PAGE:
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Langenbeck's Archives of Surgery

, Volume 400, Issue 4, pp 505–512 | Cite as

Significant reduction in the incidence of small bowel obstruction and ventral hernia after laparoscopic compared to open segmental colorectal resection

  • Daniel D. KlaristenfeldEmail author
  • Elisabeth C. McLemore
  • Bonnie H. Li
  • Mohammad A. Abbass
  • Maher A. Abbas
Original Article

Abstract

Purpose

The aim of this study is to assess the incidence of incisional ventral hernia and small bowel obstruction following laparoscopic and open colorectal resection.

Methods

A retrospective review was performed of a large database comprising 13 hospitals, serving 3.6 million patients in Southern California. Patients 18 years and older undergoing elective colorectal resection over a 3-year period were included. The crude incidence rates were calculated, and relative risks of ventral hernia and small bowel obstruction were determined using multivariable proportional hazard modeling.

Results

Four thousand six hundred and thirteen patients underwent 4765 colorectal resections between August 2008 and August 2011. Fifty-nine percent of the cases were performed laparoscopically; the median age was 63 years, and 49 % were males. Colorectal carcinoma (45 %) and diverticulitis (18 %) were the most common indications for surgery. The median follow-up was 2.4 years. Kaplan-Meier estimates of ventral hernia at 1, 2, and 3 years among the open cohort were significantly higher at 10.1, 17.0, and 20.5 %, compared to 5.7, 8.7, and 10.8 % in the laparoscopic cohort (p < 0.001). Similarly, small bowel obstruction was higher in the open compared to the laparoscopic group (open 10.4, 15.0, and 18.3 % vs. laparoscopic 2.7, 4.4, and 5.5 %, p < 0.001). Patients undergoing laparoscopic colorectal resection were less likely to develop ventral hernia [adjusted hazard ratio (AHR) 0.64 (95 % CI 0.52, 0.80); p < 0.0001] and small bowel obstruction [AHR 0.41 (95 % CI 0.31, 0.54); p < 0.0001].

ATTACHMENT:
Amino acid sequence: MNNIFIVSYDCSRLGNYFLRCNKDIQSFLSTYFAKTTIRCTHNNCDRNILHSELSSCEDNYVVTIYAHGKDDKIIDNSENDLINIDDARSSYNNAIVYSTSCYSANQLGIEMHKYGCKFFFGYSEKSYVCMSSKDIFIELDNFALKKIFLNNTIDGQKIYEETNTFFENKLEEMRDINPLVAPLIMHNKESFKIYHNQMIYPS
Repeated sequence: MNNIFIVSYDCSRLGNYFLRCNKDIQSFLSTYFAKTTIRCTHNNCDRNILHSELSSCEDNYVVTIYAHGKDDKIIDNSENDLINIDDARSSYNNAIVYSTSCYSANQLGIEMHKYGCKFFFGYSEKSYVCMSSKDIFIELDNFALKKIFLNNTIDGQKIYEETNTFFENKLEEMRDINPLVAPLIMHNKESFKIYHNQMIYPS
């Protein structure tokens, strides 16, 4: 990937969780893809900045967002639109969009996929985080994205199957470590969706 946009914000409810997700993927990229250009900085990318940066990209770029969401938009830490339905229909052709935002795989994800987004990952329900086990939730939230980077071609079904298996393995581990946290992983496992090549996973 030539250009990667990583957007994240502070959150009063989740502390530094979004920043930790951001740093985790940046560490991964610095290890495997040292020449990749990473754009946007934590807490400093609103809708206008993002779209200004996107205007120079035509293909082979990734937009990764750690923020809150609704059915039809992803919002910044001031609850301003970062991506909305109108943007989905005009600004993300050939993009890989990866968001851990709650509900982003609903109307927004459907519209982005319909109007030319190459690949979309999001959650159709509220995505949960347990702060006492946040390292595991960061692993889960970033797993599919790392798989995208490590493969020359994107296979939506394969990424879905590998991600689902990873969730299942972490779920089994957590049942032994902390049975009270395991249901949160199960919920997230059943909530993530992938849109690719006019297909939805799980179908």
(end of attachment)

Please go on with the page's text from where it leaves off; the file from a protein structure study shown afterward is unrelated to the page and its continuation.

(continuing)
Conclusions

The incidence of incisional ventral hernia and small bowel obstruction is significantly reduced in patients who undergo laparoscopic compared to open colorectal resection.

Keywords

Laparoscopy Colorectal resection Colorectal surgery Colectomy Small bowel obstruction Ventral hernia 

Notes

Acknowledgments

None.

Conflicts of interest

Daniel D. Klaristenfeld, MD, Bonnie H. Li, MS, Mohammad A. Abbass, MD, and Maher A. Abbas, MD declare that they have no conflicts of interest.

Elisabeth C. McLemore, MD—Honorarium for Speaking, Teaching, or Consulting for: Applied Medical, Covidien, Cubist, Ethicon Endosurgery, Genomic Health, Intuitive Surgical, Novadaq; Grant funding for surgical educational teaching course: Applied Medical, Covidien, Novatract, Stryker Endoscopy.

Financial support

None.

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Copyright information

© Springer-Verlag Berlin Heidelberg 2015

Authors and Affiliations

  • Daniel D. Klaristenfeld
    • 1
    Email author
  • Elisabeth C. McLemore
    • 2
  • Bonnie H. Li
    • 3
  • Mohammad A. Abbass
    • 4
  • Maher A. Abbas
    • 4
    • 5
  1. 1.Department of SurgeryKaiser PermanenteSan DiegoUSA
  2. 2.Kaiser Permanente, San Diego Medical CenterSan DiegoUSA
  3. 3.Research and EvaluationKaiser Permanente Southern CaliforniaPasadenaUSA
  4. 4.Cleveland ClinicClevelandUSA
  5. 5.Cleveland Clinic Abu DhabiAbu DhabiUnited Arab Emirates

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